When the SR-71 Blackbird conducted its first flights in the mid-1960s, it was nothing short of amazing. It has remained so since. Over the course of its operation, the plane set dozens of speed records which have yet to be broken – and which, given the advances in satellite photography and the decreased need for fast, missile-evading spy planes, will likely stand for decades to come. While Lockheed Martin is currently working on the “SR-72,” a derivative rumored to fly at up to Mach 6 (4000 miles per hour), there has been little news about the plane for several years. Given the upheaval of the past year, and the lack of new information from Lockheed Martin’s “Skunk Works” experimental division, it seems that the SR-71’s records are safe for now.
Any plane is only as fast as whatever drives it, and the SR-71 was powered by a pair of Pratt and Whitney J58 turbojet engines. The engines in question, which were used for the SR-71 as well as for its predecessor, the Lockheed A-12, were designed to fly at speeds of up to Mach 3 (more than 2000 miles per hour) at an altitude of up to 80,000 feet. The J58 was also the first engine designed for continuous afterburner use. It is an exceptional engine, all the more so considering that it was not designed with the plane in mind.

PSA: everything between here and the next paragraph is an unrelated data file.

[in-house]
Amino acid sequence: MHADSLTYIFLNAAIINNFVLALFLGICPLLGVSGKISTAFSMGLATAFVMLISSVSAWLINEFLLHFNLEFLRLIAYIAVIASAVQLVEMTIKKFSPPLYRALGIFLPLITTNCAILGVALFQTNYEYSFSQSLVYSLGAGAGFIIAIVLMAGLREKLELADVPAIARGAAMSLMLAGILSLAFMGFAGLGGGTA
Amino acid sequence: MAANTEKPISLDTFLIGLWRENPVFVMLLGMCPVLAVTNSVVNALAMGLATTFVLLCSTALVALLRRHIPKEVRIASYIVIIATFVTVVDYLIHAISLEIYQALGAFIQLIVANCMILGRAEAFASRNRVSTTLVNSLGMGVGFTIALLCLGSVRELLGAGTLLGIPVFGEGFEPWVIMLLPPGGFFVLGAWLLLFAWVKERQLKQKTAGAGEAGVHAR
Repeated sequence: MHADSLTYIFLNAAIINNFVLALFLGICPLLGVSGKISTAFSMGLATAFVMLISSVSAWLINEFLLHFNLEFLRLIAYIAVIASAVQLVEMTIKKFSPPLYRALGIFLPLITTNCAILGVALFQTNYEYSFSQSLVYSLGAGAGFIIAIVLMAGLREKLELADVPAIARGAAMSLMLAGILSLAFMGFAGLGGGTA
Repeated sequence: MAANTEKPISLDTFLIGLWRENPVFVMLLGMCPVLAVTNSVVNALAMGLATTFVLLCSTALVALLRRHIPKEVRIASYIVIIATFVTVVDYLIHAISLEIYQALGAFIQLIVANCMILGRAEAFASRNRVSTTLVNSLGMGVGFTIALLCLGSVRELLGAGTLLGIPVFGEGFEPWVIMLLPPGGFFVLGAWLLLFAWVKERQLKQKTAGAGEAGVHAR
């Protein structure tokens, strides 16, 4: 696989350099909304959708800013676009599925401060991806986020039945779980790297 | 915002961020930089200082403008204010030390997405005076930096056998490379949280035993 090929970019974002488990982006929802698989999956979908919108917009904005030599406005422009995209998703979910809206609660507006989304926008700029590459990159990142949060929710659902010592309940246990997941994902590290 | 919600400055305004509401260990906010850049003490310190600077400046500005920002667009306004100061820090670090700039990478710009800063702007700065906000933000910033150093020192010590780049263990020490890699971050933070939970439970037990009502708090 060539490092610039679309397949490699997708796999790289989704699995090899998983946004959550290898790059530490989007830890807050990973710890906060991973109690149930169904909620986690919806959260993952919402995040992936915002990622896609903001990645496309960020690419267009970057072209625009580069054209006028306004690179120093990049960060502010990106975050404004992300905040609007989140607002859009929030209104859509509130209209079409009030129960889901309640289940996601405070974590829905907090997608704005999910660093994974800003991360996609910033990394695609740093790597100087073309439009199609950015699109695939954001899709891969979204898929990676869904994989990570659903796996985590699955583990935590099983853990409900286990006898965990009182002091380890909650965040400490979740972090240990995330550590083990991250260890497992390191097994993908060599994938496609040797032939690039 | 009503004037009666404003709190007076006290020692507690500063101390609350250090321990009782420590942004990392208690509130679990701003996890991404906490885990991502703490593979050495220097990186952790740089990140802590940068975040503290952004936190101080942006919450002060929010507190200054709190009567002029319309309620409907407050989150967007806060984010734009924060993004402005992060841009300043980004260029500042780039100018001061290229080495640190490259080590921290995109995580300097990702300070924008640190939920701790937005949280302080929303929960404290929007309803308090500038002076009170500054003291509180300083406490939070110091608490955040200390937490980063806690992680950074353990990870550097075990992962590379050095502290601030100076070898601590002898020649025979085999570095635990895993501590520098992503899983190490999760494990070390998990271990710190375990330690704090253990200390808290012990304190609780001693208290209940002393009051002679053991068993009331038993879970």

Instead, the engine was requested by the U.S. Navy, which needed a generic engine for its open-ended Mach 2.7 Fleet Defense Interceptor project. At the time, the Navy was interested in the proposed Chance Vought XF8U-3 Super Crusader; if the Super Crusader had won the contract, the Pratt and Whitney engine would have gone to it instead.
But Clarence “Kelly” Johnson, at the time the head of Skunk Works, determined that the Pratt and Whitney engine would work for “Project Oxcart,” the program developing the Lockheed A-12. With some modifications, the engine was reworked to fit the A-12, and later the SR-71. The Super Crusader project was canceled, with five prototype aircraft built.
The SR-71 made good use of the engines; its top recorded speed was 2193 miles per hour. (In the decades since, NASA has developed an unmanned “scramjet” rocket capable of flight at Mach 9.6, or around 7000 miles per hour.)
The plane was eventually retired in the 1990s; following the fall of the Berlin Wall, defense budgets shrank, and the expensive plane was put out to pasture.
Trevor Filseth is a current and foreign affairs writer for the National Interest.